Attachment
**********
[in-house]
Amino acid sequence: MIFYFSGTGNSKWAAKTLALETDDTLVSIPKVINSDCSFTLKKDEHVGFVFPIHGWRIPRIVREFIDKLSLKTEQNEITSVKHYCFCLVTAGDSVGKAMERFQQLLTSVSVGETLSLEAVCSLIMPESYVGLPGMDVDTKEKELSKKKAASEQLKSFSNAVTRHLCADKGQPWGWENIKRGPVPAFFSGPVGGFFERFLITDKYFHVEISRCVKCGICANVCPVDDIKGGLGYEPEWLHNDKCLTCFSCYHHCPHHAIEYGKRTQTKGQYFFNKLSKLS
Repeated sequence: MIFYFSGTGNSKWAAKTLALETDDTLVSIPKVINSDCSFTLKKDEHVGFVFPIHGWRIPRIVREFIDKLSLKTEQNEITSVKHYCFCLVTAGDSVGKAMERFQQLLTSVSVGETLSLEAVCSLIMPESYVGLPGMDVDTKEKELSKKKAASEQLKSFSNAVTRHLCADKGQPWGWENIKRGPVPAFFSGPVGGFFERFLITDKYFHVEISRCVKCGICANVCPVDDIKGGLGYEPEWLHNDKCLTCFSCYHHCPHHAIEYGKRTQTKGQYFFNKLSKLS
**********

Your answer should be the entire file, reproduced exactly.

[in-house]
Amino acid sequence: MIFYFSGTGNSKWAAKTLALETDDTLVSIPKVINSDCSFTLKKDEHVGFVFPIHGWRIPRIVREFIDKLSLKTEQNEITSVKHYCFCLVTAGDSVGKAMERFQQLLTSVSVGETLSLEAVCSLIMPESYVGLPGMDVDTKEKELSKKKAASEQLKSFSNAVTRHLCADKGQPWGWENIKRGPVPAFFSGPVGGFFERFLITDKYFHVEISRCVKCGICANVCPVDDIKGGLGYEPEWLHNDKCLTCFSCYHHCPHHAIEYGKRTQTKGQYFFNKLSKLS
Repeated sequence: MIFYFSGTGNSKWAAKTLALETDDTLVSIPKVINSDCSFTLKKDEHVGFVFPIHGWRIPRIVREFIDKLSLKTEQNEITSVKHYCFCLVTAGDSVGKAMERFQQLLTSVSVGETLSLEAVCSLIMPESYVGLPGMDVDTKEKELSKKKAASEQLKSFSNAVTRHLCADKGQPWGWENIKRGPVPAFFSGPVGGFFERFLITDKYFHVEISRCVKCGICANVCPVDDIKGGLGYEPEWLHNDKCLTCFSCYHHCPHHAIEYGKRTQTKGQYFFNKLSKLS